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Wednesday, January 4, 2017

Military Buildup Against Russia Largest Since Cold War

Britain, U.S. sending planes, troops 

to deter Russia in the east

NATO Secretary-General Jens Stoltenberg briefs the media during a NATO defence ministers meeting at the Alliance
 headquarters in Brussels, Belgium, October 26, 2016. REUTERS/Francois Lenoir

By Robin Emmott and Phil Stewart | BRUSSELS
Britain said on Wednesday it will send fighter jets to Romania next year and the
 United States promised troops, tanks and artillery to Poland in NATO's biggest
military build-up on Russia's borders since the Cold War.
Germany, Canada and other NATO allies also pledged forces at a defense ministers
meeting in Brussels on the same day two Russian warships armed with cruise
 missiles entered the Baltic Sea between Sweden and Denmark, underscoring
 East-West tensions.
In Madrid, the foreign ministry said Russia had withdrawn a request to refuel
 three warships in Spain's North African enclave of Ceuta after NATO allies
said they could be used to target civilians in Syria.
The ships were part of an eight-ship carrier battle group - including Russia's sole
 aircraft carrier Admiral Kuznetsov - that is expected to join around 10 other
 Russian vessels already off the Syrian coast, diplomats said.
NATO Secretary-General Jens Stoltenberg said the troop contributions to a
new 4,000-strong force in the Baltics and eastern Europe were a measured
 response to what the alliance believes are some 330,000 Russian troops
stationed on Russia's western flank near Moscow.
"This month alone, Russia has deployed nuclear-capable Iskander missiles
to Kaliningrad and suspended a weapons-grade plutonium agreement with the
 United States," Stoltenberg said, also accusing Russia of continued support for
 rebels in Ukraine.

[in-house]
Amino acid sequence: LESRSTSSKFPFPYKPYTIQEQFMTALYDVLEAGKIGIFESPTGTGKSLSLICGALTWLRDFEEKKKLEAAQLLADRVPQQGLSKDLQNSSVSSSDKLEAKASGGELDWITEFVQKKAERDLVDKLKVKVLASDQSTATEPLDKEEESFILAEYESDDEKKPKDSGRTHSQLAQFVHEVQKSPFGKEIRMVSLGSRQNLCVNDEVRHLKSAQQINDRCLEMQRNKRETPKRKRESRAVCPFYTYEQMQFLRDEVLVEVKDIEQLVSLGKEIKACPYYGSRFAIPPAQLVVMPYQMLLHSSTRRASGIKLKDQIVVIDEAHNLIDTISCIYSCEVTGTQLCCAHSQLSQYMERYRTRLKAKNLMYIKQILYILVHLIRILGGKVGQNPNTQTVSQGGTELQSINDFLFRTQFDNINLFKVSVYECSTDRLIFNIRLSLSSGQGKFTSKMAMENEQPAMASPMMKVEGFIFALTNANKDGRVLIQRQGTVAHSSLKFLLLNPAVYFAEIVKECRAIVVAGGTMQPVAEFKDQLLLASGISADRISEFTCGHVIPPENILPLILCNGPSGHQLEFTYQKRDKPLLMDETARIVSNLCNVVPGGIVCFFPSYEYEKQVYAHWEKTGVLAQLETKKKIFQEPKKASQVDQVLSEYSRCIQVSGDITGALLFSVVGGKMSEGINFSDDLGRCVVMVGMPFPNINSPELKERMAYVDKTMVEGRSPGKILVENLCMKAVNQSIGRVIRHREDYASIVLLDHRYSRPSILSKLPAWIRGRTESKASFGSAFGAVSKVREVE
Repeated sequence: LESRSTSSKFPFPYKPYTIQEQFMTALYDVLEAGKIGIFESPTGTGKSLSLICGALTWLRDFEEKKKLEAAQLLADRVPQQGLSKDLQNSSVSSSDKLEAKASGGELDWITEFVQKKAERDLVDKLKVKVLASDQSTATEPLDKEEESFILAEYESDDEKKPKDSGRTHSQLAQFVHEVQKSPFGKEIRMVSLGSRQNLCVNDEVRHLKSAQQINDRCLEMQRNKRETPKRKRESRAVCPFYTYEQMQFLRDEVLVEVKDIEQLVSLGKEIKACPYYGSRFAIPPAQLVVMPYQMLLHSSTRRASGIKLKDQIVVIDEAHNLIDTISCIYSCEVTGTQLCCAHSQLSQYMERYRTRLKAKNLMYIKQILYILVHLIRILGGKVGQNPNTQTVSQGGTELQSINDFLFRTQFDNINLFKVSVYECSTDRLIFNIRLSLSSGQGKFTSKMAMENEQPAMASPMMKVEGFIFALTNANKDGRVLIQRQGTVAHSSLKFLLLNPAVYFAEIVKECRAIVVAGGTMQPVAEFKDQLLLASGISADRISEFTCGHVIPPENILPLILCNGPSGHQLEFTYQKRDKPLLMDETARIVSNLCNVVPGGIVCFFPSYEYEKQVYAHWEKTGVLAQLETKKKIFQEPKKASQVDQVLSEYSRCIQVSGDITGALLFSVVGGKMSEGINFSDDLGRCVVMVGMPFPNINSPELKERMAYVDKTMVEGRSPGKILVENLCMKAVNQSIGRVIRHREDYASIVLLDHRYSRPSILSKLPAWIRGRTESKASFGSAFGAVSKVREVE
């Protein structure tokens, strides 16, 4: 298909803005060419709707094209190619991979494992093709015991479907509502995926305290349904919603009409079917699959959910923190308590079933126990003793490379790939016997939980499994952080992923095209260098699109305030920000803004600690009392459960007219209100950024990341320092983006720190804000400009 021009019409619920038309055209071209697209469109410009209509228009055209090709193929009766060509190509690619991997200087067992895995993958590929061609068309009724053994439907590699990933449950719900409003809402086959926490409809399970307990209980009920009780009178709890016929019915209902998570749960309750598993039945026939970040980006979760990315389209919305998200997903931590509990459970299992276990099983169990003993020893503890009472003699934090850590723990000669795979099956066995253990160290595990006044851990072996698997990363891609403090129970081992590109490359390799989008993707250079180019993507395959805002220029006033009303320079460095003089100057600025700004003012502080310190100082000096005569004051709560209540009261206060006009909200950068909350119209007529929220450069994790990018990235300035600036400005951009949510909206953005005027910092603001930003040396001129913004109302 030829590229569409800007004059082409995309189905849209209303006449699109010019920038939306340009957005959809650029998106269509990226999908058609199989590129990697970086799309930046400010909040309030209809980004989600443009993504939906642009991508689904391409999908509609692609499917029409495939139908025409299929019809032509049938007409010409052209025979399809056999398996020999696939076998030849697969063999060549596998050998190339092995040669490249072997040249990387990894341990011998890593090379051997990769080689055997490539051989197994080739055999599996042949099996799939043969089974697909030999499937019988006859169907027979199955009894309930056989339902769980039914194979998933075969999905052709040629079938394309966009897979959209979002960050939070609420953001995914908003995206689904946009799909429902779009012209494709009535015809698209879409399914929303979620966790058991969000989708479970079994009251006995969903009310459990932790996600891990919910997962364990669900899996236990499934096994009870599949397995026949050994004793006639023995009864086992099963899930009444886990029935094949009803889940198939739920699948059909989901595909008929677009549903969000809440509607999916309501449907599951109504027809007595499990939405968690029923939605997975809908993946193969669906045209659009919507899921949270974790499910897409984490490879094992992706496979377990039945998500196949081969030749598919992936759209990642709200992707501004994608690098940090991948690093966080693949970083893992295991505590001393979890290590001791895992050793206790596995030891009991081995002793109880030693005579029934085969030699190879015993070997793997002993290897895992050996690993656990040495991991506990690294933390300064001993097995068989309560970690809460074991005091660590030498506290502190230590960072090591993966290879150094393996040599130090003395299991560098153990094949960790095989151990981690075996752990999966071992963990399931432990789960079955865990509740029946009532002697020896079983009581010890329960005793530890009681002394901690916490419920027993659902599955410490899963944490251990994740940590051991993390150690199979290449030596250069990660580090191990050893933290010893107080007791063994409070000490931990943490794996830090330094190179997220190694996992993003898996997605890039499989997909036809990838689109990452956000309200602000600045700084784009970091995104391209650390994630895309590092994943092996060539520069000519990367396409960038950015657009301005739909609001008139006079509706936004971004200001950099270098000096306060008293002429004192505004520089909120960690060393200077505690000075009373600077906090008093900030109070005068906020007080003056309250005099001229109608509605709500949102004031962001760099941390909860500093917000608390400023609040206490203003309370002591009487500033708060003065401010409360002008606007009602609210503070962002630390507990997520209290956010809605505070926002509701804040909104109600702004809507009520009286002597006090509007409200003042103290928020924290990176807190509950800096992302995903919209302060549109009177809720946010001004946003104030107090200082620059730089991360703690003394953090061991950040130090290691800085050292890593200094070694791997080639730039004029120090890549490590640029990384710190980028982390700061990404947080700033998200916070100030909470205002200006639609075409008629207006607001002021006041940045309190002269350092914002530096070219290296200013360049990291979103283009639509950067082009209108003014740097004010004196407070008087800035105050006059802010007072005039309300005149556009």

Those ballistic missiles can hit targets across Poland and the Baltics, although
 NATO officials declined to say if Russia had moved nuclear warheads to
NATO's aim is to make good on a July promise by NATO leaders to deter
Russia in Europe's ex-Soviet states, after Moscow orchestrated the annexation
of the Crimea peninsula in 2014.
NATO's plan is to set up four battle groups with a total of some 4,000 troops
from early next year, backed by a 40,000-strong rapid-reaction force, and if
 need be, follow-on forces.
As part of that, U.S. Secretary of Defense Ash Carter announced a "battle-
ready battalion task force" of about 900 soldiers would be sent to eastern
 Poland, as well as another, separate force equipped with tanks and other
 heavy equipment to move across eastern Europe.
"It's a major sign of the U.S. commitment to strengthening deterrence here,"
Carter said.
Britain's Defence Secretary Michael Fallon said Britain would send an 800-
strong battalion to Estonia, supported by French and Danish troops, starting
 from May. The United States wants its troops in position by June.
London is also sending Typhoon fighter aircraft to Romania to patrol around
 the Black Sea, partly in support of Turkey.
"Although we are leaving the European Union, we will be doing more to
 help secure the eastern and southern flanks of NATO," Fallon said.
Others NATO allies joined the four battle groups led by the United States,
Germany, Britain and Canada to go to Poland, Lithuania, Estonia and Latvia.
Canada said it was sending 450 troops to Latvia, joined by 140 military
personnel from Italy.
Germany said it was sending between 400 and 600 troops to Lithuania,
 with additional forces from the Netherlands, Norway, Belgium, Croatia
and Luxembourg.
Stoltenberg said allies' commitments would be "a
clear demonstration of our transatlantic bond." Diplomats
said it would also send a message to Republican
presidential nominee Donald Trump, who has
 complained that European allies do not pay their way
 in the alliance.
For the Kremlin, the U.S.-led alliance's plans are already
 too much given Russia's grievances at NATO's expansion
 eastwards, although Stoltenberg denied going too far.
But NATO's troop announcements in the Baltic states and Poland were partly
 overshadowed by the dispute about whether Spain should refuel the Russian
 warships, which was later resolved by Moscow's decision to withdraw its request.
NATO's tensions with Russia have been building since Crimea and the West's
 decision to impose retaliatory sanctions.
But the breakdown of a U.S-Russia brokered ceasefire in Syria on Oct. 3, followed
by U.S. accusations that Russia has used cyber attacks to disrupt the presidential
election, have signaled a worsening of ties.
Even before the break down of the Syrian ceasefire, Russian President Vladimir
 Putin suspended a treaty with Washington on cleaning up weapons-grade
plutonium, signaling he was willing to use nuclear disarmament as a new
bargaining chip in disputes with the United States over Ukraine and Syria.